Qualcomm accelerating efforts to bring GenAI capabilities to Edge devices, says company’s India head Savi Soin

If Nvidia is providing the AI horsepower needed for data centres and servers worldwide, semiconductor major Qualcomm wants to capture the AI-on-Edge market and is focused on working toward making AI-enabled chipsets for smartphones, computers, modems, and other Edge devices. Speaking to businessline, Qualcomm India president Savi Soin says the company is well poised to capture the market of bringing Generative AI to smartphones and other Edge devices, and looks forward to serving more Indian customers with the expansion of the Chennai centre. Excerpts of the chat:

What is the roadmap of Qualcomm when it comes to bringing AI-enabled chipsets to edge computing such as smartphones or computers?

We are already seeing flagship smartphone launches that are next-generation Qualcomm Snapdragon 8 Gen-3 enabled. We are bringing new use cases around edge AI across devices. We are talking to various automotive and industrial OEMs in India about Edge use cases. We are already exploring AI-enabled PCs. You will see us becoming more aggressive on AI in the Edge. 

How much of the work involving Qualcomm’s AI chipsets happens out of India?

There is no percentage as such but the culture is such that wherever the expertise is there is a lot of collaboration. Our teams have people from the US, India and other locations working together on products. This centre (Chennai), for instance, specialises in wireless connectivity chipsets, and more contributions will come from here in the future. 

What prompted the expansion here at Chennai? How fast will you scale here?

Our expansion strategy is generally based on creating a centre of excellence that attracts talent and innovation. We found that our Chennai centre had people working on the wireless connectivity side for more than 30 years and wanted to build on that expertise. We are not projecting headcount, but we are not going to move into such a big space to keep it empty. With India’s PLI and DLI schemes, the pool of Indian industrial OEMs is also growing, and we are expecting a big growth from this segment of customers in addition to serving our global demand.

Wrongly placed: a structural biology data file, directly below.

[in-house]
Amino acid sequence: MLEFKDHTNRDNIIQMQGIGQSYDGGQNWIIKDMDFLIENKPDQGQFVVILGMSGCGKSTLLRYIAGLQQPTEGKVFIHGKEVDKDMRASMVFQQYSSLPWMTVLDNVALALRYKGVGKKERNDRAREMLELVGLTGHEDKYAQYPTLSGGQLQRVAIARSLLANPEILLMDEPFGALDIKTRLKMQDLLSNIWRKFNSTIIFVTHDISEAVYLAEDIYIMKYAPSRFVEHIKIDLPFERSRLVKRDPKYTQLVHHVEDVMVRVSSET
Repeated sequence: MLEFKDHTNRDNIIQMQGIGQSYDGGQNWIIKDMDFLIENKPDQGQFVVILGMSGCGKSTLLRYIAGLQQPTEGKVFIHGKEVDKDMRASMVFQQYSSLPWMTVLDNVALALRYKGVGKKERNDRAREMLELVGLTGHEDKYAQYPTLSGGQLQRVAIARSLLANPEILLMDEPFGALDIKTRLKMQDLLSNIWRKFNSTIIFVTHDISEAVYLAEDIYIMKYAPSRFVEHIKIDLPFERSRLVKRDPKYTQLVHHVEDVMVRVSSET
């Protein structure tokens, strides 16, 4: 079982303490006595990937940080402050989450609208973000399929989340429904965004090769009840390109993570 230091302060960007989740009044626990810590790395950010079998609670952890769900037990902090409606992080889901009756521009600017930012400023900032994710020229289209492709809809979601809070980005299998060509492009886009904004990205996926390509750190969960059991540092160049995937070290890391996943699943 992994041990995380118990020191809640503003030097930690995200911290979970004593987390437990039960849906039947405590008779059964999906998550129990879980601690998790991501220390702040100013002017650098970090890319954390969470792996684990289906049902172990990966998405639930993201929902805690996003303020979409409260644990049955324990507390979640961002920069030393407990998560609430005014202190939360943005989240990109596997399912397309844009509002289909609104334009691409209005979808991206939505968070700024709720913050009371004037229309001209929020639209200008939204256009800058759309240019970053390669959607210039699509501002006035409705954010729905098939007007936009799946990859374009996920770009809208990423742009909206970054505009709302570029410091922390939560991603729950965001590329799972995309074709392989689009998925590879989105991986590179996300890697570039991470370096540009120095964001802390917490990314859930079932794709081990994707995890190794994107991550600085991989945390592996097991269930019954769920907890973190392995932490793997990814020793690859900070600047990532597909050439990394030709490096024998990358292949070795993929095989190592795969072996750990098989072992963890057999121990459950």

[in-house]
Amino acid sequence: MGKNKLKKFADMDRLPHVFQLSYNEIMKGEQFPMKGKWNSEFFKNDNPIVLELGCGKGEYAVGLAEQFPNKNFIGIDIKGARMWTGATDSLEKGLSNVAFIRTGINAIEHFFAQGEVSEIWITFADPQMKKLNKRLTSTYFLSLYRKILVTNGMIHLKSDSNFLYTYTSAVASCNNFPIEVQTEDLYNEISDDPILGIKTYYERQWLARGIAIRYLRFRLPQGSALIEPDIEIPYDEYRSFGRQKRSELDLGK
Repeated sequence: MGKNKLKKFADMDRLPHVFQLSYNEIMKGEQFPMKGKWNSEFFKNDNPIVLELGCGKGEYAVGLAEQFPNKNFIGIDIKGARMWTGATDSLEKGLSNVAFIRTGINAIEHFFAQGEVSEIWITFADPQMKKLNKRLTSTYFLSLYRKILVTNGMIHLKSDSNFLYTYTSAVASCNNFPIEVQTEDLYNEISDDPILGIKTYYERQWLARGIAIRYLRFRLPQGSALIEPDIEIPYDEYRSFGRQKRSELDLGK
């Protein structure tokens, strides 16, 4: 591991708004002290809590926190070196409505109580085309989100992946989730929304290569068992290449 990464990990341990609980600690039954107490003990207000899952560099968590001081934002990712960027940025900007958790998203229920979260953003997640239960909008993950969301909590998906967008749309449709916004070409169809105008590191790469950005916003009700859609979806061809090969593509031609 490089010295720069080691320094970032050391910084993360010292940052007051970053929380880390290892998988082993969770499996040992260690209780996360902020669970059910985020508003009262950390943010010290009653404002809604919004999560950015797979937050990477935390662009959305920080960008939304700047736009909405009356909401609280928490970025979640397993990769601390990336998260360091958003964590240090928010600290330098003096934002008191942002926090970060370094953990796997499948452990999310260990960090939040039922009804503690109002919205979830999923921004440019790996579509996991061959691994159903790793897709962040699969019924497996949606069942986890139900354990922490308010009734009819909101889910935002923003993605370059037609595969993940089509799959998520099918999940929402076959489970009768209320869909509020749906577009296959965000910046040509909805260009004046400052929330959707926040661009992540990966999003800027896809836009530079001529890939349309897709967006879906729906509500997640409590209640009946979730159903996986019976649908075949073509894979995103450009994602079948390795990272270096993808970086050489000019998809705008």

In what ways are you working with the Indian government and customers?

The Indian government is interested to see how it can make industrial modules across sectors smarter. They want to know how Qualcomm can help digitise industries in India. In the case of companies entering the semiconductor sector (Tatas for instance), at the moment, they are interested to understand the tech from us and see how they can innovate. We are not licensing our technology right now, and these are more in the nature of traditional technology partnerships. 

What is the level of your engagement with the start-up and innovation ecosystem here?

We are an ecosystem company that enables others to create value. Our team works closely with the IIT-Madras on their 5G and 6G work. We mentor semiconductor start-ups and also teach start-ups to create , patent and utilise Intellectual Property through the Qualcomm Design in India challenge. We have been investing in India’s start-ups through Qualcomm Ventures and we will continue to do so if it meets our criteria.



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